The Court further distinguished the invention of claim 1 from an abstract idea such as a method of organizing information, a mathematical formula or a fundamental economic practice (i.e., “business method”) by noting the method of claim 1 “uses a combined order of specific rules that renders information into a specific format that is then used and applied to create desired results: a sequence of synchronized, animated characters.”37

Subsequently, the Court addressed whether the claimed rules preempted all rules-based automated 3D animation methods.38 Referring to the language of claim 1, the Court concluded the specific structure of the claimed rules did not preempt all rules-based automated 3D animation methods because methods utilizing a different rule structure were not foreclosed.39 Specifically, the Court noted the absence of a “showing that any rules-based lip-synchronization process must use rules with the specifically claimed characteristics.”40

The Court did not analyze claim 1 under the second step of the Alice framework because the Court held claim 1 recited patent eligible subject matter under 35 U.S.C. § 101. The analysis under the second step was not necessary because the Court found claim 1 was directed to an improvement in computer animation rather than an abstract idea and prevented the preemption of all rules-based automated 3D animation methods.41

5. Takeaways

The Court emphasized specific claim features cannot be ignored when determining the patent eligibility of a claim and reiterated the decision in Enfish, LLC v. Microsoft Corp. that a claim is not directed to an abstract idea when an improvement in a technology relevant to the claim is realized by the claim.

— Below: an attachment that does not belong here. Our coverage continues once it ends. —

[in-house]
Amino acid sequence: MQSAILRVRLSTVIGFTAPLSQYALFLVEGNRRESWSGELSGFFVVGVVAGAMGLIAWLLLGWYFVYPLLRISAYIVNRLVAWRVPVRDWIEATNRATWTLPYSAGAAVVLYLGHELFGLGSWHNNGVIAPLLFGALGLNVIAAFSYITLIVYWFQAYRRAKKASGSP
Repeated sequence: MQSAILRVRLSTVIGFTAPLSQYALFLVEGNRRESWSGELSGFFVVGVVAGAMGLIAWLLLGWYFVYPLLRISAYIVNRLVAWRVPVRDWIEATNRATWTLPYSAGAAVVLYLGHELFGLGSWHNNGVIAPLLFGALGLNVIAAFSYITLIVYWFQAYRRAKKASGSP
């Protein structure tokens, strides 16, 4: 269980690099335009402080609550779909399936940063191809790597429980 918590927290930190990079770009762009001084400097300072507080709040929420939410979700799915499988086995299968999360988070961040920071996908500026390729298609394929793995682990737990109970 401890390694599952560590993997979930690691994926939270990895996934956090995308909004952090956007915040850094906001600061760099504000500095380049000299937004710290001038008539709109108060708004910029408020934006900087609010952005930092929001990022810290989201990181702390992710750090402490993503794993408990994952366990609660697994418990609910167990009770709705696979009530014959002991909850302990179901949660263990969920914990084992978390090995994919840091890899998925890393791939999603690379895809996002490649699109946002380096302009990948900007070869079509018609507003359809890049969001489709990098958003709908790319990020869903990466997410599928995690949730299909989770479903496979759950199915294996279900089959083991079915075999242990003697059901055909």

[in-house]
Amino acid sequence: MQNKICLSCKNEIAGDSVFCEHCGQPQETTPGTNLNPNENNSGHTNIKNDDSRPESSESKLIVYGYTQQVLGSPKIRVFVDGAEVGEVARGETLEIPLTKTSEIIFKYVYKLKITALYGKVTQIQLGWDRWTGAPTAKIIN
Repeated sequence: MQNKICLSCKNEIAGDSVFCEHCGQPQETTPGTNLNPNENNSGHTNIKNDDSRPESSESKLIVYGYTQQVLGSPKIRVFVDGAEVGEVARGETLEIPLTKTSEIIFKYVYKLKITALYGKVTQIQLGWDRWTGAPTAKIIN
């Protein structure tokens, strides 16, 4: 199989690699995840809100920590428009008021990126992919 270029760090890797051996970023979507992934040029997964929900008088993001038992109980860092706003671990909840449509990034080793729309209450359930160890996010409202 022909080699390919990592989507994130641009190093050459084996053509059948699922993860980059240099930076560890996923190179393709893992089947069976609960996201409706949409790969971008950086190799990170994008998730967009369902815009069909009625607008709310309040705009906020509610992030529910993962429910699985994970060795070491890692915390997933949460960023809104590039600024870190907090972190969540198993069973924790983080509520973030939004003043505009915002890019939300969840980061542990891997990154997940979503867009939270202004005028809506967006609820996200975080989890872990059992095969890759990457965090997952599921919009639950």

The Court also clarified that a claim that recites the automation of a prior method performed by humans can be patent eligible if the claim is performed by a specific means (e.g., the rules) different than the prior method. Therefore, the Court emphasized determining and evaluating the specific means or method for producing a particular result (e.g., automatically animating the lip synchronization and facial expression of a 3D character) over the particular result produced by the claim.

The decision is also notable for its preemption analysis. The United States Patent and Trademark Office (USPTO) has not emphasized preemption in its Interim Eligibility Guidance materials for responding to rejections under 35 U.S.C. § 101. Therefore, patent prosecutors should consider raising non-preemption arguments where applicable under the first step of the Alice framework which may be helpful in avoiding analysis under the second step of the Alice framework and overcoming rejections under 35 U.S.C. § 101.